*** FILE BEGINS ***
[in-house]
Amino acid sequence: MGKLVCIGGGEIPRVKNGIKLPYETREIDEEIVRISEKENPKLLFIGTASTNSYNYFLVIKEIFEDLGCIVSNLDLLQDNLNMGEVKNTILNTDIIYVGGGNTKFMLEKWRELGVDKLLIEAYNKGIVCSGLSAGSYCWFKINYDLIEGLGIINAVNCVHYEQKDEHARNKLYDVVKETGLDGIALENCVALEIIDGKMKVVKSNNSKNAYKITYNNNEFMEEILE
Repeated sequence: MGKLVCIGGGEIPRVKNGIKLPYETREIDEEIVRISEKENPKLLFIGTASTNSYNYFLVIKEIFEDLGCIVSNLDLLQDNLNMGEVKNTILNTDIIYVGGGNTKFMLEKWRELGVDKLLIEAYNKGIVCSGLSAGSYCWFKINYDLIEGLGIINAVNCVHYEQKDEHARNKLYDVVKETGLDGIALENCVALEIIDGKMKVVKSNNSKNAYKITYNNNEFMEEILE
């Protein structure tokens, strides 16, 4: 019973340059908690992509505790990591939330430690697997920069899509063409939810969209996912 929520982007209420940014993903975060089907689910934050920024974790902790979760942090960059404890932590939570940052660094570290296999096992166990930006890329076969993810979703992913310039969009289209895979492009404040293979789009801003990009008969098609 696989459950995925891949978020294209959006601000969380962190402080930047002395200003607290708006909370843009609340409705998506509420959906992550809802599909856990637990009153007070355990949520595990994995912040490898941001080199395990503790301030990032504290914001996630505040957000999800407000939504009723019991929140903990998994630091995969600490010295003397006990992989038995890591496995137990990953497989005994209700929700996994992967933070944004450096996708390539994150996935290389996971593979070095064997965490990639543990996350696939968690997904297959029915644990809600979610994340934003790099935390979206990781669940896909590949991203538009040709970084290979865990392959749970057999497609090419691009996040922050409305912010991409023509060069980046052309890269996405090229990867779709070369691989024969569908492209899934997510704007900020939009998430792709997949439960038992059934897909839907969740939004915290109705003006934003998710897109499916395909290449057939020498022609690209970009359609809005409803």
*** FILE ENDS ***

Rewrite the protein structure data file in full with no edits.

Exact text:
[in-house]
Amino acid sequence: MGKLVCIGGGEIPRVKNGIKLPYETREIDEEIVRISEKENPKLLFIGTASTNSYNYFLVIKEIFEDLGCIVSNLDLLQDNLNMGEVKNTILNTDIIYVGGGNTKFMLEKWRELGVDKLLIEAYNKGIVCSGLSAGSYCWFKINYDLIEGLGIINAVNCVHYEQKDEHARNKLYDVVKETGLDGIALENCVALEIIDGKMKVVKSNNSKNAYKITYNNNEFMEEILE
Repeated sequence: MGKLVCIGGGEIPRVKNGIKLPYETREIDEEIVRISEKENPKLLFIGTASTNSYNYFLVIKEIFEDLGCIVSNLDLLQDNLNMGEVKNTILNTDIIYVGGGNTKFMLEKWRELGVDKLLIEAYNKGIVCSGLSAGSYCWFKINYDLIEGLGIINAVNCVHYEQKDEHARNKLYDVVKETGLDGIALENCVALEIIDGKMKVVKSNNSKNAYKITYNNNEFMEEILE
């Protein structure tokens, strides 16, 4: 019973340059908690992509505790990591939330430690697997920069899509063409939810969209996912 929520982007209420940014993903975060089907689910934050920024974790902790979760942090960059404890932590939570940052660094570290296999096992166990930006890329076969993810979703992913310039969009289209895979492009404040293979789009801003990009008969098609 696989459950995925891949978020294209959006601000969380962190402080930047002395200003607290708006909370843009609340409705998506509420959906992550809802599909856990637990009153007070355990949520595990994995912040490898941001080199395990503790301030990032504290914001996630505040957000999800407000939504009723019991929140903990998994630091995969600490010295003397006990992989038995890591496995137990990953497989005994209700929700996994992967933070944004450096996708390539994150996935290389996971593979070095064997965490990639543990996350696939968690997904297959029915644990809600979610994340934003790099935390979206990781669940896909590949991203538009040709970084290979865990392959749970057999497609090419691009996040922050409305912010991409023509060069980046052309890269996405090229990867779709070369691989024969569908492209899934997510704007900020939009998430792709997949439960038992059934897909839907969740939004915290109705003006934003998710897109499916395909290449057939020498022609690209970009359609809005409803």